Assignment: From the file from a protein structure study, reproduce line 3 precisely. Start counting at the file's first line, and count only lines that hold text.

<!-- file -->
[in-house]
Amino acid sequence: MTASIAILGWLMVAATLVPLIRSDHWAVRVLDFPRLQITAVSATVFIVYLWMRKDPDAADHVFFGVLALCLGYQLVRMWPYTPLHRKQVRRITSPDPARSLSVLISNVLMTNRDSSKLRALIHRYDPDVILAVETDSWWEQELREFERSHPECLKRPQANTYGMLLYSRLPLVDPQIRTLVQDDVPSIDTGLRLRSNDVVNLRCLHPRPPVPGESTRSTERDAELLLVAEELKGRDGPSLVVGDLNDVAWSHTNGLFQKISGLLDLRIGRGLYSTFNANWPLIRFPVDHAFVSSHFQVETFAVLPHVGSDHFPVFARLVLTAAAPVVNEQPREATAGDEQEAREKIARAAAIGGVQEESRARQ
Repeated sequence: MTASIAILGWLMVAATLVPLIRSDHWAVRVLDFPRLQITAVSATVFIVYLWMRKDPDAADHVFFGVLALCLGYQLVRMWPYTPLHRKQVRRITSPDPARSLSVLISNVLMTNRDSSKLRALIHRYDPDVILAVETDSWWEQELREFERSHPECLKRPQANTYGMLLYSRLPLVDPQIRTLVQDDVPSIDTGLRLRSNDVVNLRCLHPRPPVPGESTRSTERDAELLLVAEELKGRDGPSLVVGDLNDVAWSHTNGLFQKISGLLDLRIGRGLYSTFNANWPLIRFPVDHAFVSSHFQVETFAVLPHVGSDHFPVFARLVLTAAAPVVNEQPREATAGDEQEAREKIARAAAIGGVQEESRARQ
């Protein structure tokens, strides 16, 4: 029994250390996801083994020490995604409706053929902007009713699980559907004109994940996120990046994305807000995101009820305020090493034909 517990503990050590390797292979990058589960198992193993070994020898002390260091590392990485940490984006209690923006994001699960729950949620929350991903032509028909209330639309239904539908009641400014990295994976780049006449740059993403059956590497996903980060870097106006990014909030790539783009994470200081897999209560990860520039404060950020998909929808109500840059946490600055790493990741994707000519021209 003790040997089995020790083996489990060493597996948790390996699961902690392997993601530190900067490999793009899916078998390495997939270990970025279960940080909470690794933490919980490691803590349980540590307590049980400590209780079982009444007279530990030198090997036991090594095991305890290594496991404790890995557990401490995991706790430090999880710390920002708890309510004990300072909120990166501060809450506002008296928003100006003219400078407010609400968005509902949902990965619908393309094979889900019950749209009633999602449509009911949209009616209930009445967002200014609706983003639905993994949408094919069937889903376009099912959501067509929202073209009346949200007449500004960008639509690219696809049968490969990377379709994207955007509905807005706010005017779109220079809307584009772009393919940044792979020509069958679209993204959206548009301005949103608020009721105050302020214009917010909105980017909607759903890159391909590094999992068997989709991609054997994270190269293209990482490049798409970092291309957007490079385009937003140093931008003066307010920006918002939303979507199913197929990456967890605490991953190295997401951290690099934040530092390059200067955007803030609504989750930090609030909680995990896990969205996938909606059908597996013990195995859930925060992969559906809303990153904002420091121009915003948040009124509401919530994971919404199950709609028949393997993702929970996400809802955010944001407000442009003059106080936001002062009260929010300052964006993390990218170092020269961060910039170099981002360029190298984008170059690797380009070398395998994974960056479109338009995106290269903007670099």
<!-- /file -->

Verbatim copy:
Repeated sequence: MTASIAILGWLMVAATLVPLIRSDHWAVRVLDFPRLQITAVSATVFIVYLWMRKDPDAADHVFFGVLALCLGYQLVRMWPYTPLHRKQVRRITSPDPARSLSVLISNVLMTNRDSSKLRALIHRYDPDVILAVETDSWWEQELREFERSHPECLKRPQANTYGMLLYSRLPLVDPQIRTLVQDDVPSIDTGLRLRSNDVVNLRCLHPRPPVPGESTRSTERDAELLLVAEELKGRDGPSLVVGDLNDVAWSHTNGLFQKISGLLDLRIGRGLYSTFNANWPLIRFPVDHAFVSSHFQVETFAVLPHVGSDHFPVFARLVLTAAAPVVNEQPREATAGDEQEAREKIARAAAIGGVQEESRARQ